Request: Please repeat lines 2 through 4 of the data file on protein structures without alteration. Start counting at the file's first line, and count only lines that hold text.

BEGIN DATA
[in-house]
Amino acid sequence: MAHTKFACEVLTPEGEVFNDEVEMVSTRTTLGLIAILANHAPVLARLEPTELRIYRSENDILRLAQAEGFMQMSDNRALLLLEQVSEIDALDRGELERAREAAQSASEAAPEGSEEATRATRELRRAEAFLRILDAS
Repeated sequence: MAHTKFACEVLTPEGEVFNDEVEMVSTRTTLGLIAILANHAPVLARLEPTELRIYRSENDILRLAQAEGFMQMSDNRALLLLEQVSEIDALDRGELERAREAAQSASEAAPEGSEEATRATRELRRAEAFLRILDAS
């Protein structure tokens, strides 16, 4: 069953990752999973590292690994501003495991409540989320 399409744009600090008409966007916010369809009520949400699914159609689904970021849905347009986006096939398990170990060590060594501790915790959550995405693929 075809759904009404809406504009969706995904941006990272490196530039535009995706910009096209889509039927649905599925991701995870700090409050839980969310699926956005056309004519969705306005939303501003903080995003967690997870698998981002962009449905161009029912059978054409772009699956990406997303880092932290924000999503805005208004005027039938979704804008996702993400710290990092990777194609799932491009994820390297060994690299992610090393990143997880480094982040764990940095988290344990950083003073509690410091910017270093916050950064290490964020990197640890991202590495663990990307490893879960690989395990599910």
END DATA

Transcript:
Amino acid sequence: MAHTKFACEVLTPEGEVFNDEVEMVSTRTTLGLIAILANHAPVLARLEPTELRIYRSENDILRLAQAEGFMQMSDNRALLLLEQVSEIDALDRGELERAREAAQSASEAAPEGSEEATRATRELRRAEAFLRILDAS
Repeated sequence: MAHTKFACEVLTPEGEVFNDEVEMVSTRTTLGLIAILANHAPVLARLEPTELRIYRSENDILRLAQAEGFMQMSDNRALLLLEQVSEIDALDRGELERAREAAQSASEAAPEGSEEATRATRELRRAEAFLRILDAS
């Protein structure tokens, strides 16, 4: 069953990752999973590292690994501003495991409540989320 399409744009600090008409966007916010369809009520949400699914159609689904970021849905347009986006096939398990170990060590060594501790915790959550995405693929 075809759904009404809406504009969706995904941006990272490196530039535009995706910009096209889509039927649905599925991701995870700090409050839980969310699926956005056309004519969705306005939303501003903080995003967690997870698998981002962009449905161009029912059978054409772009699956990406997303880092932290924000999503805005208004005027039938979704804008996702993400710290990092990777194609799932491009994820390297060994690299992610090393990143997880480094982040764990940095988290344990950083003073509690410091910017270093916050950064290490964020990197640890991202590495663990990307490893879960690989395990599910």